Lawyers are trained to exploit the letter of the law on behalf of their clients. How we feel about that usually depends on whose side of the case the lawyers are on. Now one of the nation's leading law schools is exploiting a huge loophole in federal financial-aid law, and taxpayers are clearly on the losing side. If other schools catch on, the result could be an undeserved bonanza for wealthy lawyers and expensive law schools even as other federal-aid programs, like Pell Grants, face looming budget cliffs.
In 2006 and 2007 the federal government created two separate programs that, when combined, created the loophole: Grad PLUS loans and income-based repayment for student loans. Under the Grad PLUS program, graduate and professional students can borrow to pay for the entire cost of their education, including living expenses, at just about any college and at whatever price the institution sets. Income-based repayment, in its most recent iteration, caps recent and future students' payments on those loans between zero and 10 percent of annual income and forgives any remaining debt after 10 years for those working in virtually any government or nonprofit job, or after 20 years for all others.
While both programs have their flaws, on their own they work largely as lawmakers intended. But when schools and students strategically combine them, like ammonium nitrate fertilizer and gasoline, the result can be explosive. So powerful, in fact, Georgetown Law claims on its Web site that certain students enrolled in its Loan Repayment Assistance Program "might not pay a single penny on their loans—ever!" Among the qualifications for the deal are that the graduates work in a legal capacity for government agencies or nonprofit organizations for at least 10 years and earn no more than $75,000 annually.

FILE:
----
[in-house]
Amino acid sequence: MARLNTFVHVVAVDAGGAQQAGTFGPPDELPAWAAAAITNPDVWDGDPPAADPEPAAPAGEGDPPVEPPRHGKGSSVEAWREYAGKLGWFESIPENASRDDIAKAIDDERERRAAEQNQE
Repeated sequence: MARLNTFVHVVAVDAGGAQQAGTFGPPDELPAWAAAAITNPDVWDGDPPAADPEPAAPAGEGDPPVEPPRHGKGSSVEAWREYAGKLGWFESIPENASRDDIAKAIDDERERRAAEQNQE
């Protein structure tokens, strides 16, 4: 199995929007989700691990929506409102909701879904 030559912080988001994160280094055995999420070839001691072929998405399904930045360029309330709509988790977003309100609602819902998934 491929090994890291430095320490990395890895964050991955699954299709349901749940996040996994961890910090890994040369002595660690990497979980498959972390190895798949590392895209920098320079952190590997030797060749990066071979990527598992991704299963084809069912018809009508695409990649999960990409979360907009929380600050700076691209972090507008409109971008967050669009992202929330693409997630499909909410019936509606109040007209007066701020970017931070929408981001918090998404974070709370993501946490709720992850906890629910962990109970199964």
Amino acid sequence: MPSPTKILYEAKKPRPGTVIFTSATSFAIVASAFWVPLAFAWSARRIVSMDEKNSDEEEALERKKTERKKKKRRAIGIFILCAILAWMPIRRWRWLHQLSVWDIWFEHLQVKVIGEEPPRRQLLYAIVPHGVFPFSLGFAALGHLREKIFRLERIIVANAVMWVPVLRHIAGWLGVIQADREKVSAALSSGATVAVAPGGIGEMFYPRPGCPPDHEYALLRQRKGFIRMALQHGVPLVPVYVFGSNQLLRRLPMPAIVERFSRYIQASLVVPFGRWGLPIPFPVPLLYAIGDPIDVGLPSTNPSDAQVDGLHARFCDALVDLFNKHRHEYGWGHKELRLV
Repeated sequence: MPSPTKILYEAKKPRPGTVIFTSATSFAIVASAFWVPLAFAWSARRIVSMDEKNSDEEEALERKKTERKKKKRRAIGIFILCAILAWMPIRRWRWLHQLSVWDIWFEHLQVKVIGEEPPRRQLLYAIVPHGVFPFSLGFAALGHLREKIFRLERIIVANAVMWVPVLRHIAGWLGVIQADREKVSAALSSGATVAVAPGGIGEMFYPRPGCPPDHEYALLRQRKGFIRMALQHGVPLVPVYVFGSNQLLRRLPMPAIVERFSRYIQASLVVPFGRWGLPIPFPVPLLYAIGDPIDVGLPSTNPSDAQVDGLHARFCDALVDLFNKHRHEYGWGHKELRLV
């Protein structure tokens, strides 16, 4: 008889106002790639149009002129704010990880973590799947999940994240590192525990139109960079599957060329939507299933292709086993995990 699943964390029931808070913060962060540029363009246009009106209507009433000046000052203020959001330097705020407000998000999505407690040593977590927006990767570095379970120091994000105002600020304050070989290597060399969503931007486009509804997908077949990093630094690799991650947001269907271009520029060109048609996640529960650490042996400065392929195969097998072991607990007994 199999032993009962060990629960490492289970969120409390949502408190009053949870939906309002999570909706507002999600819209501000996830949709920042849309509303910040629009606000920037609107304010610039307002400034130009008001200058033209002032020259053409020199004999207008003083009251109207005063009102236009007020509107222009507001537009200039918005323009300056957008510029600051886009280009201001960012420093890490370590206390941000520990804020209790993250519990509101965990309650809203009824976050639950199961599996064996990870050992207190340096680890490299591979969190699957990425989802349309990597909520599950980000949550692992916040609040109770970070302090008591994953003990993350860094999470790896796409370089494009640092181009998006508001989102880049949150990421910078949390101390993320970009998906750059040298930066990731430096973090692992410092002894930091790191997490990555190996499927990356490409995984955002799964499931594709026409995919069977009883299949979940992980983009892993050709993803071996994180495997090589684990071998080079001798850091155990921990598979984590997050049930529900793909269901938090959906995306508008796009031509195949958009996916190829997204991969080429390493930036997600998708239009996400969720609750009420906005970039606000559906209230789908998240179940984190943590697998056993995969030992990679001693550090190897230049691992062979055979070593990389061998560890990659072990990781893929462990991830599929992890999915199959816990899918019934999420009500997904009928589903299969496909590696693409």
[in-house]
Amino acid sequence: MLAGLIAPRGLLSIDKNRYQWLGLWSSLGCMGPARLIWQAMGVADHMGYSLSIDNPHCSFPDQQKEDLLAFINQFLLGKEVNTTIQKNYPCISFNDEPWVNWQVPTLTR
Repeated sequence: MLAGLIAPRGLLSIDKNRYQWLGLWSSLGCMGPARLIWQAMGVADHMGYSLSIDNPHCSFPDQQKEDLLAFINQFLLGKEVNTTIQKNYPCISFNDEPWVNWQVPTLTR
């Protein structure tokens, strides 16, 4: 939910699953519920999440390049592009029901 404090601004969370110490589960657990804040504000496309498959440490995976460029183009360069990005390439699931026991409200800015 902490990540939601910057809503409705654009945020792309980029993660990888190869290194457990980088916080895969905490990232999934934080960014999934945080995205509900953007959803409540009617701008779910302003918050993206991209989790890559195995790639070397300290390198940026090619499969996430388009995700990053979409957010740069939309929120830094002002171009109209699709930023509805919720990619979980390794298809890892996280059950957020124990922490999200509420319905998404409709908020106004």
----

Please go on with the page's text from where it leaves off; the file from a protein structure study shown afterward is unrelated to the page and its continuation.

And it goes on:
Here's how it works: Under Georgetown's repayment-assistance program, called LRAP, students take out Grad PLUS loans to cover the full cost of attending law school (around $75,000 per year, which includes living expenses). After they graduate, they enroll in income-based repayment. If they work in qualifying jobs, Georgetown pays 100 percent of their loan payments for 10 years, after which the income-based repayment program forgives the remaining balance. The students pay nothing for their education.
On the surface, it seems like Georgetown Law is taking a loss on students who go into public service. But the truth is far more sinister. Georgetown loses little if any money from this scheme because the school simply includes the cost of the loan-repayment program in its tuition. And since the federal government issues loans for whatever amount Georgetown charges, students just take out more loans to cover that cost.
See the problem? Neither Georgetown nor its students are financing the program. The taxpayer is, by providing them with access to unlimited loans and unlimited loan forgiveness.
But don't take our word for it. Charles W. Pruett, assistant dean for financial aid, recently told students in a taped seminar that it's not really Georgetown that finances the program, "it's you guys, because LRAP is primarily funded through tuition." Right, and remember, those students take out federal loans to pay that tuition, loans that will ultimately be forgiven.